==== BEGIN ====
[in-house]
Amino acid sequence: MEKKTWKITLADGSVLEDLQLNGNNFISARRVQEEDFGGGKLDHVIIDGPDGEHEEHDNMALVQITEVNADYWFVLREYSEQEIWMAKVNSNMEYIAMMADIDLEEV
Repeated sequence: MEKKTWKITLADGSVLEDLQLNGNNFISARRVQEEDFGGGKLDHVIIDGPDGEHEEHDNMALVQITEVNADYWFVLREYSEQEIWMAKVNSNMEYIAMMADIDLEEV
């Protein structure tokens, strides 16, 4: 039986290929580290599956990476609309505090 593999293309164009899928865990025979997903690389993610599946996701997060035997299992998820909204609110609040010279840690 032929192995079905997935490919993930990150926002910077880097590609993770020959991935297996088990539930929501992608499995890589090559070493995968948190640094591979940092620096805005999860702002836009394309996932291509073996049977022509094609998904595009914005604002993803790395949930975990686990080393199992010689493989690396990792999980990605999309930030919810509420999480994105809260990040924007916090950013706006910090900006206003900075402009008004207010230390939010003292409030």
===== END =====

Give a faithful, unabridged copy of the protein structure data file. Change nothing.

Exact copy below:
[in-house]
Amino acid sequence: MEKKTWKITLADGSVLEDLQLNGNNFISARRVQEEDFGGGKLDHVIIDGPDGEHEEHDNMALVQITEVNADYWFVLREYSEQEIWMAKVNSNMEYIAMMADIDLEEV
Repeated sequence: MEKKTWKITLADGSVLEDLQLNGNNFISARRVQEEDFGGGKLDHVIIDGPDGEHEEHDNMALVQITEVNADYWFVLREYSEQEIWMAKVNSNMEYIAMMADIDLEEV
């Protein structure tokens, strides 16, 4: 039986290929580290599956990476609309505090 593999293309164009899928865990025979997903690389993610599946996701997060035997299992998820909204609110609040010279840690 032929192995079905997935490919993930990150926002910077880097590609993770020959991935297996088990539930929501992608499995890589090559070493995968948190640094591979940092620096805005999860702002836009394309996932291509073996049977022509094609998904595009914005604002993803790395949930975990686990080393199992010689493989690396990792999980990605999309930030919810509420999480994105809260990040924007916090950013706006910090900006206003900075402009008004207010230390939010003292409030």